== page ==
After long silence, and times of terror, grief and despair for those of us who, like Thelwall, aspire to a more just, fair, egalitarian, tolerant, open society, I am inspired again to speak, on his behalf and my own. Sparked by the results of two recent elections which, while ambivalent and tentative, offer more hope than we have seen for some time, I have chosen now to relaunch this blog, which will soon be attached to a renewed Thelwall website.
First, in the world of Nova Scotia, I recently cheered the small but significant gains made by the New Democratic Party under its new leader, my friend Gary Burrill, an oldtime socialist not afraid to appeal to the better instincts and cooperative roots of our economically and geographically marginal province. His energizing slogan “we can do this,” and his resounding election-night message that despite losing in seats and vote count “we have won, for only the NDP has opened up a door to hope,” echo forward to what happened less than two weeks later, on a wider stage, in Britain. On June 8, Jeremy Corbyn stood up in the face of disdain, cynicism, intolerance and crony capitalism to vindicate too-long-forgotten values of working-class cooperation and solidarity, while inspiring an new generation with his “radical responsible programme of hope” that resounded the words of Shelley (and his maniac maid who echoes up through suffragette sisters to our own women marchers): “ye are many–they are few.”
But let us not forget, for his part, Shelley echoed the cadence and substance of John Thelwall’s lectures. Though long silenced and almost forgotten, Thelwall’s voice still speaks powerfully to our current moment, as my friend Elias Grieg posted on social media the eve of the election, from the other side of the world:
Here’s hoping for an end to austerity politics and its relentless immiseration of the already vulnerable. In the words of John Thelwall, the most notorious radical democrat of the 1790s:
“Is this government […] which dooms the mass of mankind to incessant toil, and comfortless assiduity, and assigns the leisure, and the means of any degree of information or discussion, to a tenth-part only of the inhabitants? […] every man, and every woman, and every child, ought to obtain something more, in the general distribution of the fruits of labour, than food, and rags, and a wretched hammock, with a poor rug to cover it: and that without working twelve or fourteen hours a day, six days out of seven, from six to sixty. – They have a claim, a sacred and inviolable claim, growing out of that fundamental maxim, upon which alone all property can be supported, to some comforts and enjoyments, in addition to the necessaries of life”
One of my favorite passages in Thelwall’s 1796 The Rights of Nature, that quotation is part of a memorable argument against the oppression of the many by the few (we talk about 99% and 1%, Thelwall of 90% and 10%), and like so many of his works, it is both pragmatic and optimistic: “the fact is, that the hideous accumulation of capital in a few hands, like all diseases not absolutely mortal, carries in its own enormity, the seeds of a cure.” That cure, according to Thelwall, lay in freedom of speech and information, cultivating “practical fluency” and employing social media: since we are, by our nature “social and communicative,” whatever presses us together is “favourable to the diffusion of knowledge, and ultimately promotive of human liberty.” Hence in every workplace and social space, a “Socratic spirit” of shared knowledge will arise, whereby “each brings into the common bank his mite of information, and putting it to a sort of circulating usance, each contributor has the advantage of a large interest, without any diminution of capital.”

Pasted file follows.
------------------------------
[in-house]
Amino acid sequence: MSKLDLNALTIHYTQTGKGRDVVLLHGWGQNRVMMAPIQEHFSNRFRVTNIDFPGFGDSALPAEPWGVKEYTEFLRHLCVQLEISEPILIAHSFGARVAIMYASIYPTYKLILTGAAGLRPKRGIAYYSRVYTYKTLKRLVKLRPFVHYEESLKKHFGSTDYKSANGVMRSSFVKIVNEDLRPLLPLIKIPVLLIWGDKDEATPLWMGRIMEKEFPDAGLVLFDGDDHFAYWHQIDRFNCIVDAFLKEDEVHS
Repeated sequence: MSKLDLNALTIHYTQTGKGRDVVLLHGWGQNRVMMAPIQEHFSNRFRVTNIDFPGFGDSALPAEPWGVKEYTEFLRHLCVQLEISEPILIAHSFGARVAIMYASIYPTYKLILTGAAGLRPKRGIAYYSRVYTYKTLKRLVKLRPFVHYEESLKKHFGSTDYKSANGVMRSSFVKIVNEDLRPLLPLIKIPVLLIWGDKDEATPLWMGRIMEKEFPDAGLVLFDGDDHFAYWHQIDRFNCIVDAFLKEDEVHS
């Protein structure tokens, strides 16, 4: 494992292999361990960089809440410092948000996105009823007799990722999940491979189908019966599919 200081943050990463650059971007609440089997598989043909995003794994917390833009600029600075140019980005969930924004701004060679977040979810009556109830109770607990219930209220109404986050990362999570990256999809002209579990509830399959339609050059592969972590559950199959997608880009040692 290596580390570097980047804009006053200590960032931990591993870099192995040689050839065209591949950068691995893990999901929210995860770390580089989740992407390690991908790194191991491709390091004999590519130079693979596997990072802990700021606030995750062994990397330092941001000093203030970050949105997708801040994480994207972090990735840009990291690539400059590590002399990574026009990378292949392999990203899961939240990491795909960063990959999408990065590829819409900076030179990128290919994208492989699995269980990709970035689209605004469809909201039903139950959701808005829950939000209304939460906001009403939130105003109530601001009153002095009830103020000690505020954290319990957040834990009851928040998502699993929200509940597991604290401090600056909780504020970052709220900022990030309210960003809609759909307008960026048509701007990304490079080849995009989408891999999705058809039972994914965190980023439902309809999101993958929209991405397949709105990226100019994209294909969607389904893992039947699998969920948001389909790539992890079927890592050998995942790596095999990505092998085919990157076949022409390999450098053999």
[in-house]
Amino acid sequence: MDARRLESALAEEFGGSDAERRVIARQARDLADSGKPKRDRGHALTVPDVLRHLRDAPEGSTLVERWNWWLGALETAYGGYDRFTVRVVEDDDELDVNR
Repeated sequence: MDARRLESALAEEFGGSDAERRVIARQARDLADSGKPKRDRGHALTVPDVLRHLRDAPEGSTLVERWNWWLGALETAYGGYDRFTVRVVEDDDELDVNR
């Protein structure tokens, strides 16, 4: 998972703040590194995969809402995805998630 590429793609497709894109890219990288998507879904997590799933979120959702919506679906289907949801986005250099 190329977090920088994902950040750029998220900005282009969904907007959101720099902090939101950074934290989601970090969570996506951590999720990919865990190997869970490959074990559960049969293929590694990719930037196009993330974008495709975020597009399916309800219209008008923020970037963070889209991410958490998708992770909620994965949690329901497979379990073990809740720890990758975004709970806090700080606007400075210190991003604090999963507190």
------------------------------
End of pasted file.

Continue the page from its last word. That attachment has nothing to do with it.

Of course I know that social media too often tastes of hemlock these days, its promise of democratic cooperation coopted by capital. Nevertheless, hope remains. As it did for Thelwall, into his old age, knowing defeat again and again, and never giving up his Hope of Albion — not only an unfinished epic poem but his unfinished dream to found a sacred dome “where Freedom’s voice / (Twin with immortal Justice) shall be heard” calling all lands and peoples “alike to share/ The best reciprocation: equal laws, equal rights, / And like protection to the strong and weak.”
For myself, in this time of darkness, with dreams like his so frail and apt again to be snatched away, it is not Thelwall’s victories but his endurance that gives me hope. He speaks to us not simply as one of the unsung heroes of a revolution still to come, but because in the face of so much defeat and persecution, he maintained his values, holding firm for 40 long years, waiting, willing, hoping, passing the torch in the darkness.
So I am taking up that torch again in reviving my Thelwall blog, and then my Thelwall website, hoping to make it, in linked collaboration with that of the Thelwall Society, a Socratic space for the sharing of mites, and the promotion of rights. As I am just beginning a long-awaited sabbatical year in which I will be following in Thelwall’s footsteps, gathering materials toward my biography of his remarkable life, I will use this space to share some of the highlights of my peripatetic research. And I invite you to share it with me, to contribute some of your favorite quotes and ideas for how Thelwall speaks to our moment, and how he can energize us to resist and to act for change in the difficult months and years to come.
By that aspiring hope, which oft creates
What it forebodes, feel I my kindling bosom!
–Some spirit stirs within me …